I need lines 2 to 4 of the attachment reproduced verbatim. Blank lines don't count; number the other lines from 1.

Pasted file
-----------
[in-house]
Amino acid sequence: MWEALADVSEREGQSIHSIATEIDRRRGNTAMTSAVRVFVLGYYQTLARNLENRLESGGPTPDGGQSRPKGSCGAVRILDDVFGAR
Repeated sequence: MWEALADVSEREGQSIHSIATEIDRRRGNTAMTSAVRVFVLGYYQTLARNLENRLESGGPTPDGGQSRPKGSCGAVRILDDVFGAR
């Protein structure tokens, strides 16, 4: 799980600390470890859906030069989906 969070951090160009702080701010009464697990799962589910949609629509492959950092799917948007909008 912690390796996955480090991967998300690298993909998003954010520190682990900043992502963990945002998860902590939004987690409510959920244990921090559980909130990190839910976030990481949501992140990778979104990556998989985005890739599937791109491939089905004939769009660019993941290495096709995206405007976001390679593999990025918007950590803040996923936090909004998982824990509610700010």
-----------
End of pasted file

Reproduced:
Amino acid sequence: MWEALADVSEREGQSIHSIATEIDRRRGNTAMTSAVRVFVLGYYQTLARNLENRLESGGPTPDGGQSRPKGSCGAVRILDDVFGAR
Repeated sequence: MWEALADVSEREGQSIHSIATEIDRRRGNTAMTSAVRVFVLGYYQTLARNLENRLESGGPTPDGGQSRPKGSCGAVRILDDVFGAR
């Protein structure tokens, strides 16, 4: 799980600390470890859906030069989906 969070951090160009702080701010009464697990799962589910949609629509492959950092799917948007909008 912690390796996955480090991967998300690298993909998003954010520190682990900043992502963990945002998860902590939004987690409510959920244990921090559980909130990190839910976030990481949501992140990778979104990556998989985005890739599937791109491939089905004939769009660019993941290495096709995206405007976001390679593999990025918007950590803040996923936090909004998982824990509610700010």